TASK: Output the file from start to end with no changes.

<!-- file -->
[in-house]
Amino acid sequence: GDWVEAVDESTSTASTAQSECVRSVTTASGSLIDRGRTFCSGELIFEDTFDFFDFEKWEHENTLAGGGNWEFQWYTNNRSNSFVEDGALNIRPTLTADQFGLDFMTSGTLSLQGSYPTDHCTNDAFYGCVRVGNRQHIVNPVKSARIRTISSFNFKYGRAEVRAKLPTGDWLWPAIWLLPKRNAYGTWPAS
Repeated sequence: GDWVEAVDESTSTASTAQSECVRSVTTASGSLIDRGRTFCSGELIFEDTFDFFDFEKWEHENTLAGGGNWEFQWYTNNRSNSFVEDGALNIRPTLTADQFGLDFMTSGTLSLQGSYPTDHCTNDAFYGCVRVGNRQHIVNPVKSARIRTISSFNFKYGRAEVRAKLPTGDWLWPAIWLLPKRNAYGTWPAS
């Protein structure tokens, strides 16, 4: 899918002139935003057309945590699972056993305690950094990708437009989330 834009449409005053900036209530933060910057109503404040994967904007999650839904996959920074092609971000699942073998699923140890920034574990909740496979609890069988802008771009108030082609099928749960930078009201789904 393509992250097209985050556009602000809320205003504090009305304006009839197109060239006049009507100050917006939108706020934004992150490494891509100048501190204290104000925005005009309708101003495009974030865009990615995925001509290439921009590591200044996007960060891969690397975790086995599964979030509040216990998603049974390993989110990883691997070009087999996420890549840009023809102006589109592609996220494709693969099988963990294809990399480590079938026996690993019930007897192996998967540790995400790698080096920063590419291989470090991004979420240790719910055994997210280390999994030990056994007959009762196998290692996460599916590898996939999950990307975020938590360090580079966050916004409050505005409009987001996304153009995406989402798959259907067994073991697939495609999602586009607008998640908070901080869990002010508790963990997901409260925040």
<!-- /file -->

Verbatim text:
[in-house]
Amino acid sequence: GDWVEAVDESTSTASTAQSECVRSVTTASGSLIDRGRTFCSGELIFEDTFDFFDFEKWEHENTLAGGGNWEFQWYTNNRSNSFVEDGALNIRPTLTADQFGLDFMTSGTLSLQGSYPTDHCTNDAFYGCVRVGNRQHIVNPVKSARIRTISSFNFKYGRAEVRAKLPTGDWLWPAIWLLPKRNAYGTWPAS
Repeated sequence: GDWVEAVDESTSTASTAQSECVRSVTTASGSLIDRGRTFCSGELIFEDTFDFFDFEKWEHENTLAGGGNWEFQWYTNNRSNSFVEDGALNIRPTLTADQFGLDFMTSGTLSLQGSYPTDHCTNDAFYGCVRVGNRQHIVNPVKSARIRTISSFNFKYGRAEVRAKLPTGDWLWPAIWLLPKRNAYGTWPAS
């Protein structure tokens, strides 16, 4: 899918002139935003057309945590699972056993305690950094990708437009989330 834009449409005053900036209530933060910057109503404040994967904007999650839904996959920074092609971000699942073998699923140890920034574990909740496979609890069988802008771009108030082609099928749960930078009201789904 393509992250097209985050556009602000809320205003504090009305304006009839197109060239006049009507100050917006939108706020934004992150490494891509100048501190204290104000925005005009309708101003495009974030865009990615995925001509290439921009590591200044996007960060891969690397975790086995599964979030509040216990998603049974390993989110990883691997070009087999996420890549840009023809102006589109592609996220494709693969099988963990294809990399480590079938026996690993019930007897192996998967540790995400790698080096920063590419291989470090991004979420240790719910055994997210280390999994030990056994007959009762196998290692996460599916590898996939999950990307975020938590360090580079966050916004409050505005409009987001996304153009995406989402798959259907067994073991697939495609999602586009607008998640908070901080869990002010508790963990997901409260925040």